What Canadian Snowbirds Need to Know About Car Accidents in the U.S.

U.S. Auto Accident Tips for Canadian Snowbirds

LAST UPDATED: February 13, 2024

The majority of Canadian snowbirds spend their winters in the southern U.S., and according to our Snowbird Advisor member survey in November 2023, almost 70% of Canadian snowbirds who go to the U.S. drive down for the winter, with many others having their cars shipped down from Canada.

While most snowbirds drive in the U.S. without incident, it is inevitable that car accidents and injuries do occur, so it’s important for snowbirds who drive their Canadian vehicles in the U.S. to know the answers to the following questions:

  • What are the potential issues and liability that could arise from a car accident in the U.S.?
  • Which precautions you can take in advance to protect yourself?
  • If you are involved in a car accident in the U.S., what steps you should take?

To help you understand the potential issues you could face and how to protect yourself, we interviewed two lawyers who specialize in this area and have extensive experience with cross-border car accidents:

  • Andrew Iacobelli: A personal injury lawyer at Iacobelli Law Firm with offices in Ontario and Florida, Andrew represents personal injury victims in claims involving serious injuries, catastrophic injuries, and wrongful death in Canada and the United States. 
  • Lindsay Charles: A partner at McLeish Orlando LLP, a personal injury law firm with offices in Toronto, representing clients across Ontario.

What do snowbirds need to know about auto accidents and injuries in the U.S.?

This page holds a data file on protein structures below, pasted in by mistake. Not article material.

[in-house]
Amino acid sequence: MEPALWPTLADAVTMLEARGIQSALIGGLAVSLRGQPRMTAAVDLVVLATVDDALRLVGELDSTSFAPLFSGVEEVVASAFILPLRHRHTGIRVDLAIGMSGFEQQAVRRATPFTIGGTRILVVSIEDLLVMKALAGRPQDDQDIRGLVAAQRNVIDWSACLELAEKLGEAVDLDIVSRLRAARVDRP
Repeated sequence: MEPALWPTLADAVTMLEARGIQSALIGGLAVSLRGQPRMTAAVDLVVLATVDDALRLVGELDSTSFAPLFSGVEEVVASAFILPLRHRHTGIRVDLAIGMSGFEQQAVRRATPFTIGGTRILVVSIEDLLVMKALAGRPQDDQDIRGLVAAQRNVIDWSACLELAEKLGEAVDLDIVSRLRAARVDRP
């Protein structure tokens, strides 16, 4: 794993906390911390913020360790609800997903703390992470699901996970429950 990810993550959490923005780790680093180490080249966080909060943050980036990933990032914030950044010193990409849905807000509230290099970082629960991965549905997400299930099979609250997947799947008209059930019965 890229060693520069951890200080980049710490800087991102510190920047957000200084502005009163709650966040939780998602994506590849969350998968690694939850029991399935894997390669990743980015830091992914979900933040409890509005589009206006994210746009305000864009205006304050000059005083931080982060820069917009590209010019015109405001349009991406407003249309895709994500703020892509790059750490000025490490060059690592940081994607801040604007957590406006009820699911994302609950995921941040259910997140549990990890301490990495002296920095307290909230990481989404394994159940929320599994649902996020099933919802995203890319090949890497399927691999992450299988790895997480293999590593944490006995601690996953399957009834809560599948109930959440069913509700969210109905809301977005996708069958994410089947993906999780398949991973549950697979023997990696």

Iacobelli: If snowbirds are injured in an accident in the United States while operating their Canadian vehicle, they are generally afforded all of the same protections as if the accident happened in their home province. That is because Canadians usually enjoy excellent auto insurance coverage. Auto insurance coverage in Canada will typically include liability coverage, as well as coverage for your own injuries and losses.  

Many Canadian auto insurance policies also include coverage to protect you and your family in the event that you are injured by another driver or vehicle that has inadequate insurance or no insurance at all. This is particularly important for Canadian snowbirds, because many U.S. States have very low minimum insurance coverage requirements. 

For example, in Florida, motor vehicles are generally not required to carry bodily injury liability coverage. As such, if a Canadian is injured in a crash with another vehicle in Florida, there is a high likelihood that the at-fault vehicle will have no insurance or very little insurance to pay for your injuries and losses. In those cases, your Canadian auto insurance policy may offer protection.